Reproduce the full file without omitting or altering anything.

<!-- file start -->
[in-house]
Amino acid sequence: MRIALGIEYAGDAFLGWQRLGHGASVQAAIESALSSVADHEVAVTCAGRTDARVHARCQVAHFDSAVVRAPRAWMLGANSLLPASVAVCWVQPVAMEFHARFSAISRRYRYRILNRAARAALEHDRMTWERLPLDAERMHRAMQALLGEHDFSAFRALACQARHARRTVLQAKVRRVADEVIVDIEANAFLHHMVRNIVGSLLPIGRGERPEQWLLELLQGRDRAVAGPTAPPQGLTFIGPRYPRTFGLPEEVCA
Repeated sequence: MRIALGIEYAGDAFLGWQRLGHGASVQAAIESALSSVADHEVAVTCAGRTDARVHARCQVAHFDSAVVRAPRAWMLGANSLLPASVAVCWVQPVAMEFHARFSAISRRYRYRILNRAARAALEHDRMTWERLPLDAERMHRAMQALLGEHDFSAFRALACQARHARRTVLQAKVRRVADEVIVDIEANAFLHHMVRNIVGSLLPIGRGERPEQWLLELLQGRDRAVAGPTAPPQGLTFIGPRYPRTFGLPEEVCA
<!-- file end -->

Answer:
[in-house]
Amino acid sequence: MRIALGIEYAGDAFLGWQRLGHGASVQAAIESALSSVADHEVAVTCAGRTDARVHARCQVAHFDSAVVRAPRAWMLGANSLLPASVAVCWVQPVAMEFHARFSAISRRYRYRILNRAARAALEHDRMTWERLPLDAERMHRAMQALLGEHDFSAFRALACQARHARRTVLQAKVRRVADEVIVDIEANAFLHHMVRNIVGSLLPIGRGERPEQWLLELLQGRDRAVAGPTAPPQGLTFIGPRYPRTFGLPEEVCA
Repeated sequence: MRIALGIEYAGDAFLGWQRLGHGASVQAAIESALSSVADHEVAVTCAGRTDARVHARCQVAHFDSAVVRAPRAWMLGANSLLPASVAVCWVQPVAMEFHARFSAISRRYRYRILNRAARAALEHDRMTWERLPLDAERMHRAMQALLGEHDFSAFRALACQARHARRTVLQAKVRRVADEVIVDIEANAFLHHMVRNIVGSLLPIGRGERPEQWLLELLQGRDRAVAGPTAPPQGLTFIGPRYPRTFGLPEEVCA